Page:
One day before our final walk to Santiago, I was sick – really, really sick. Other pilgrims walking the Camino had been walking in and out of the room until well after midnight, and when they finally slept, it was a symphony of snoring. I had oily spinach and eggs the night before, poor fuel for a vegetarian completing a day of waking in August heat. A fever was brewing that would rage on well into the next day. I was determined to get into Santiago, even if it meant crawling on my hands and knees, but I seriously doubted that I had the strength to do it.

There’s a rush of pilgrims, or as they’re called in Spanish, peregrinos, who join the Camino only for the last 100 km. While everyone has a right to their own Camino experience, those of us who had already been walking for four weeks could get annoyed at these “tour-ogrinos” pretty quickly. Many of these latecomers were inclined towards drinking heavily, talking loudly, treating this religious pilgrimage as a holiday.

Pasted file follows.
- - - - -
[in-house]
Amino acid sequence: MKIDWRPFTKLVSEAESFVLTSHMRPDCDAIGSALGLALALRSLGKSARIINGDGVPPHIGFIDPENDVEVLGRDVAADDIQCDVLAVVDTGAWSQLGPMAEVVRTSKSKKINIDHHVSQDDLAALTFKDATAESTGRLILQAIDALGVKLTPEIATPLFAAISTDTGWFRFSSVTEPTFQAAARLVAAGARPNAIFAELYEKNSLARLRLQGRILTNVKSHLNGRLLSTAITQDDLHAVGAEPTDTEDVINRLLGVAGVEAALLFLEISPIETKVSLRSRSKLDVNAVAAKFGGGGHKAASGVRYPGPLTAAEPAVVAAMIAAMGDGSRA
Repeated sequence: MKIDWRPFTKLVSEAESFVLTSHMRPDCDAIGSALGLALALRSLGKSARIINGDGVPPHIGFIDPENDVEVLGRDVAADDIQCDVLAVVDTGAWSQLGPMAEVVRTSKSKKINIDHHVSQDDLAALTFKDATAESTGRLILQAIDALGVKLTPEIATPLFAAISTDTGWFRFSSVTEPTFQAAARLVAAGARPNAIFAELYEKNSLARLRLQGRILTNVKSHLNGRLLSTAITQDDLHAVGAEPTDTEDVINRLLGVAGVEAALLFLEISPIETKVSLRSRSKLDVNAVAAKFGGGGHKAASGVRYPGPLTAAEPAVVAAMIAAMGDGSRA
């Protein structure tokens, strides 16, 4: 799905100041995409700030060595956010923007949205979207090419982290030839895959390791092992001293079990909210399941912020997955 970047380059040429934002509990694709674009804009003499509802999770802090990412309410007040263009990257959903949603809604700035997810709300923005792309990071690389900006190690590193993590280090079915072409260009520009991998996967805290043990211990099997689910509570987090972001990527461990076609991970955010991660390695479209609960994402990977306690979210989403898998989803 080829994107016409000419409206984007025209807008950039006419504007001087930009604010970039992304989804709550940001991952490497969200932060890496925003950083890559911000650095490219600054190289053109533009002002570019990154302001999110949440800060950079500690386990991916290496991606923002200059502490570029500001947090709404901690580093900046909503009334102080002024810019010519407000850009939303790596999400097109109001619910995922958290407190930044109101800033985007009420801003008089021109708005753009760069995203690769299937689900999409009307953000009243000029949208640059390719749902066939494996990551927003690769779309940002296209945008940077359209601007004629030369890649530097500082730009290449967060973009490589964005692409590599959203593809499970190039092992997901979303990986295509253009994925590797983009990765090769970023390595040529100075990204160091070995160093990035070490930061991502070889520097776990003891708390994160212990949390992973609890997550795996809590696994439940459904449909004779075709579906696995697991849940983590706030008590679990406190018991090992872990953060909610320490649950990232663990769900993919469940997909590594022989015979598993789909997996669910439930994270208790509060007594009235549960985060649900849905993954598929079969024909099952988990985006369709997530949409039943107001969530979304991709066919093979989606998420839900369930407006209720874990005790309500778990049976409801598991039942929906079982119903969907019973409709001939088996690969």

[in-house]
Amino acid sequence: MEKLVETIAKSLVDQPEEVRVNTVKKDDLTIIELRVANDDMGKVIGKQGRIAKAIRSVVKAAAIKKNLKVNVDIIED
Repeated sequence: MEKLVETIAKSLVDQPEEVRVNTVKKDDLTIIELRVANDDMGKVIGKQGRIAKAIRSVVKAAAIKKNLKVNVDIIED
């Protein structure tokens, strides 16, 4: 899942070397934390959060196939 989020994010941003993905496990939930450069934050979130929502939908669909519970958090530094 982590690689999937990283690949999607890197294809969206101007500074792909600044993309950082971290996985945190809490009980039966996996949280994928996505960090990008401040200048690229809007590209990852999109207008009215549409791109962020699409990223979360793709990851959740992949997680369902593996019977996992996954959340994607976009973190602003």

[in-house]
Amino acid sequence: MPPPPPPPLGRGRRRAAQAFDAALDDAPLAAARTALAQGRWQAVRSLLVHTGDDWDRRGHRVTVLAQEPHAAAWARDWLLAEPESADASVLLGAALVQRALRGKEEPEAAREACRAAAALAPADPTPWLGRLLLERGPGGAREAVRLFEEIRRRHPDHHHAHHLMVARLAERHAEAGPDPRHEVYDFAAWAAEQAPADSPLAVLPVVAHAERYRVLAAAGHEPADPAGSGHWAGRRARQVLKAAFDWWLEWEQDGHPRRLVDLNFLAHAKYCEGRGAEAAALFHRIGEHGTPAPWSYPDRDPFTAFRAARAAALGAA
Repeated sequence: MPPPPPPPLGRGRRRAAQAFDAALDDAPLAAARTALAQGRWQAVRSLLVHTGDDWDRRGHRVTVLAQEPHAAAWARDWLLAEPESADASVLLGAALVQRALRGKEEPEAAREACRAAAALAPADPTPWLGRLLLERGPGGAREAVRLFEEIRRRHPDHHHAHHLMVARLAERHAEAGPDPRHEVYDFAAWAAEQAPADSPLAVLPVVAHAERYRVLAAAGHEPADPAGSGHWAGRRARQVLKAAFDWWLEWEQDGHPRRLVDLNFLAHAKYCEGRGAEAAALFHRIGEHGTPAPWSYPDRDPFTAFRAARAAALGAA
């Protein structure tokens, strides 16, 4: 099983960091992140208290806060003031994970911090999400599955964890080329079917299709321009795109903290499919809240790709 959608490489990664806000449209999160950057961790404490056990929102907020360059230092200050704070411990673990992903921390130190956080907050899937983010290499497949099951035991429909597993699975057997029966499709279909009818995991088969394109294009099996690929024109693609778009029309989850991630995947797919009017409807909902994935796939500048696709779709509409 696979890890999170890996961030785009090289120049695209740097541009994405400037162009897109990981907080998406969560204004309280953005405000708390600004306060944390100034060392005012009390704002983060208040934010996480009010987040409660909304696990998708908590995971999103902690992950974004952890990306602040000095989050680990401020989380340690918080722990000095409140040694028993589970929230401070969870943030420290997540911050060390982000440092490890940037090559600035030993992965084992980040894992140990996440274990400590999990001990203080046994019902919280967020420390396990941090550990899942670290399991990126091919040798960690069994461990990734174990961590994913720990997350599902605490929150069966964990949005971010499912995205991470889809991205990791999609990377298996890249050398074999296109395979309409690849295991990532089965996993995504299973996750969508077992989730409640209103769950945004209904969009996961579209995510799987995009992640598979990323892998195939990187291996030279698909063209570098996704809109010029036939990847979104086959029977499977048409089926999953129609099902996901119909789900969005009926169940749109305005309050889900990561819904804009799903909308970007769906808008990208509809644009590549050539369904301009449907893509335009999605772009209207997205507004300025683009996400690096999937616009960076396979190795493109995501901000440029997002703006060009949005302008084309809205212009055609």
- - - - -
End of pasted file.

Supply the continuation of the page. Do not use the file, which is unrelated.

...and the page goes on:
Around 10 AM, my walking partner and I stopped at a bar to get a Coke and hopefully a tortilla, a hearty Spanish frittata, to fuel the rest of our day. The bar was crowded, and judging by the cleanliness of most of their boots, they hadn’t been on the trail for long. I was feeling awful and the expression on my face warned anyone within several yards to stay far, far away. So naturally, one man who had just ordered a round of shots for himself and his friends came up to us at our table. He lunged his head forward, alcohol and smoke on his breath. He smiled and piled on the bravado, announcing, “You see, my friends and I, we will smoke and drink all day, and we will still get to Santiago before you!”

When I spoke, it was without pause, with a voice I did not recognize. It was thunderous in tone, yet restrained. This was the voice of a fierce warrior, one who pulled no punches and took no prisoners. This was the voice of someone who had nothing to prove. I stared him down, my nausea and fear cast aside, and responded unwaveringly.